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Thread: New Two-Part Tutorial Added: Camera Flash

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    New Two-Part Tutorial Added: Camera Flash

    Just added a two-part tutorial to the main page:

    Camera Flash, Part 1: Light Quality & Appearance
    Camera Flash, Part 2: Flash Ratios & Exposure

    These will likely be updated and modified with time. Is there anything you think I've left out? Something you feel differently about? Spot any typos? Let me know your thoughts.

    Many thanks!

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    Moderator Donald's Avatar
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    Re: New Two-Part Tutorial Added: Camera Flash

    Sean

    As one who was completely ignorant (until I just read these) about the use of flash, I:-
    a) don't know enough to comment on whether there's anything missing
    b) think both parts comprise a clear, straightforward and accessible tutorial on the subject.

    Made an awful lot clear that previously was mysterious. Thank you.

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    Re: New Two-Part Tutorial Added: Camera Flash

    Thanks for the feedback Donald. Flash is a pretty complicated photo topic, so a big concern was not making it too dense...or too long. There's several guides out there that are thorough and accurate, but they are also tens of pages or more in length.

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    Moderator Dave Humphries's Avatar
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    Re: New Two-Part Tutorial Added: Camera Flash

    Hi Sean,

    That's an excellent starter on the topic.

    One thing I half expected to see, but never did, was the timeline diagram with a spike towards the right for rear curtain flash sync. But maybe that's going too far in these two pages, there is probably already enough to absorb there, as you can see, I haven't got the hang of it yet

    I am still a little unclear on why with the 1X going to 2X, we need to increase FEC by one stop AND decrease EC by 1/2 to 2/3 stops, it feels like a double compensation.

    Let me write it out and the penny may drop;
    Taking EC down would under expose the image, both ambient and flash, by the 1/2 to 2/3 stop, so putting in +1 FEC brings that up element up again and gives the desired ratio, hmmm. I think I get it The key (I think) is it did this maintaining the same exposure for the brightest element.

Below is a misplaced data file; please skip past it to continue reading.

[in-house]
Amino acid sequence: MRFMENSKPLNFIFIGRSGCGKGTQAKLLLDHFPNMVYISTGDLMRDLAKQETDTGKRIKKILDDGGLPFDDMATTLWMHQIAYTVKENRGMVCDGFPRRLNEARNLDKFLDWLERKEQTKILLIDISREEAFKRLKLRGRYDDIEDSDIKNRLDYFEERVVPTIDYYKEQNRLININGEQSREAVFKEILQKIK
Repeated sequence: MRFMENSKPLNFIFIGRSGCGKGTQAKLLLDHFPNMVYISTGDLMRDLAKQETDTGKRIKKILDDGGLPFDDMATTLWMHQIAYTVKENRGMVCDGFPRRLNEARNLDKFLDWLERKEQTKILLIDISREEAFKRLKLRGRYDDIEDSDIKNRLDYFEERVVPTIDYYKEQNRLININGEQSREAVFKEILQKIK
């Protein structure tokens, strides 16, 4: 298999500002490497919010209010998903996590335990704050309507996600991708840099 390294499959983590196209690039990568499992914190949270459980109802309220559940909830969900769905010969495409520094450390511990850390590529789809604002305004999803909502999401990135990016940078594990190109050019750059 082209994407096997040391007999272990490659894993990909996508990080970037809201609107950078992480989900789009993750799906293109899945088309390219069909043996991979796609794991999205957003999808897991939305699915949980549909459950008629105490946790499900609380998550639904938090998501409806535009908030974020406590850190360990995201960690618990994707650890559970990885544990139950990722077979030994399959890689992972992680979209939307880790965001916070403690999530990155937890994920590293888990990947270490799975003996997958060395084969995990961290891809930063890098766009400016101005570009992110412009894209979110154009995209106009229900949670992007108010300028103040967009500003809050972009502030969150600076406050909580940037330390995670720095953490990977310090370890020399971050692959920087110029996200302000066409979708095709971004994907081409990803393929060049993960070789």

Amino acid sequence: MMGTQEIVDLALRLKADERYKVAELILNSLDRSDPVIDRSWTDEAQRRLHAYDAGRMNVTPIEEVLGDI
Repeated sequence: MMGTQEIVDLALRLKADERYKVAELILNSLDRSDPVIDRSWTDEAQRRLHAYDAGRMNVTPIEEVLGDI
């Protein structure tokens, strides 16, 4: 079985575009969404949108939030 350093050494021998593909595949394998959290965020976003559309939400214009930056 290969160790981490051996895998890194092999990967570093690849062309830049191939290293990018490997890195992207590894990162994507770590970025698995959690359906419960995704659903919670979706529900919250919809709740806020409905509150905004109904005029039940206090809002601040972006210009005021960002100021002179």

However, when I started thinking about it, taking the table at face value, it seemed that just increasing FEC by +1 would do it, but I guess this would over-expose the flash lit elements.
    Not withstanding that, the ratio still felt right at 2X what it was.

    I think I'm being a silly billy - it may just be me being thick , or maybe this rambling will help you understand my mis-understanding and clarify it for all (I hope).

    Or maybe this is the difference in the two methods of expressing the ratios you were talking about.

    I'll be having another read 'later' and let you know if anything else ocurs to me.

    Thanks,
    Last edited by Dave Humphries; 22nd September 2009 at 01:19 PM. Reason: clarify my thoughts

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    Re: New Two-Part Tutorial Added: Camera Flash

    Quote Originally Posted by Dave Humphries View Post
    One thing I half expected to see, but never did, was the timeline diagram with a spike towards the right for rear curtain flash sync. But maybe that's going too far in these two pages, there is probably already enough to absorb there, as you can see, I haven't got the hang of it yet
    Yes, I intend to add a portion on second curtain sync. There's just one thing holding me up: I just haven't found a good example of it from my own collection yet!

    I also intend to add other sections to it with time, but thought that these two pages encapsulated most of the key topics already, so I thought it made sense to just make them public and include more later.

    Quote Originally Posted by Dave Humphries View Post
    I am still a little unclear on why with the 1X going to 2X, we need to increase FEC by one stop AND decrease EC by 1/2 to 2/3 stops, it feels like a double compensation.

    Let me write it out and the penny may drop;